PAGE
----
|Posted on May 24, 2011 at 4:38 PM|
Recently, several of my instrumental music students have gotten a glimpse of what it is like to be a professional performing musician. Professional musicians are expected to have complete mastery of their performance repertoire no matter how much (or how little) time to prepare they are allotted.They are also expected to display the utmost professionalism on stage and off.
A small group of my more experienced middle school students are serving as a swing band for a musical theater presentation of American culture of the 1920's and 30's. They sit on a "band stand" (a raised platform on stage right) which is about five feet in the air and accessible only by a set of stairs in the back. Because it is tight quarters, it takes two to three minutes minimum for them to get safely in position without knocking metal music stands off the platform onto the baby grand piano below or damaging their instruments. Because of this, there is no easy way to get them on and off stage for the show, so they take the stage at the beginning and remain there throughout.
During our dress rehearsal on Monday, they had to sit on stage as part of the action for about two hours. Being middle school students, they were naturally antsy and shifting in their chairs. They did a good job of refraining from talking for the most part, however. When it came time for them to play, I took my place on the podium and cued them to play their first tune, George and Ira Gershwin's "I Got Rhythm". They were not successful - the woodwinds had let their reeds dry out and they did not make the tempo transition from the slow opening verse to the familiar refrain.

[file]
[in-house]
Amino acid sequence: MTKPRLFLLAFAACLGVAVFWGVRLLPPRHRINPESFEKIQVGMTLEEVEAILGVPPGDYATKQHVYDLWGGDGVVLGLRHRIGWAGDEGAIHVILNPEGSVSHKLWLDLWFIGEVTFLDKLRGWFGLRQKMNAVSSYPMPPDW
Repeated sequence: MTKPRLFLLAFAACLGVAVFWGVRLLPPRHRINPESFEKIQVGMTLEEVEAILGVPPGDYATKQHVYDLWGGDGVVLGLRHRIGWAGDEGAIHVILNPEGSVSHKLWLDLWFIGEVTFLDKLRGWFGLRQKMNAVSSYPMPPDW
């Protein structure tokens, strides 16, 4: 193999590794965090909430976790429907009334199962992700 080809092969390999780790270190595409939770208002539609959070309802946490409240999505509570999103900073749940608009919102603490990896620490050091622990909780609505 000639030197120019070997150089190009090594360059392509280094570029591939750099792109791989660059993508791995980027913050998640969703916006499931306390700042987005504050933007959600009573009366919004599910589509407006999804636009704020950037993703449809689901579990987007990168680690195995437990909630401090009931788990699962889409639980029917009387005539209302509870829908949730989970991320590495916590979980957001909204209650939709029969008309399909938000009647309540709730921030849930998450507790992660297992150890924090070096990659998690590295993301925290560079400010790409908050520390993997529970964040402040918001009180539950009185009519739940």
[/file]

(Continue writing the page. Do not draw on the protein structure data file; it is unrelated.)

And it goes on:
We had to stop and try it again, and they learned an important lesson: musicians in a pit orchestra for a show have to "always be on" and flip the switch in an instant, ready to perform.
A few of my high school students are performing tonight for our annual Senior Recital. In the recital, one of our graduating seniors wrote an original setting of the Walt Whitman poem "As I Ponder'd In Silence." His composition took longer to complete than anticipated and left the performers an abbreviated preparation period.
The work is for solo tenor voice, solo acoustic guitar, solo violin, and solo cello. In other words, there is no room for error on anyone's part. Add to that a half-dozen or so fermati in the piece, all with a slightly different release and interpretation, and you have a challenge! They have done an admirable job of adjusting quickly and making it work.
I really enjoy the fact that my students are exposed to these kind of "risky" performing situations. It makes them stronger, more independent and professional musicians.
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Categories: Music Education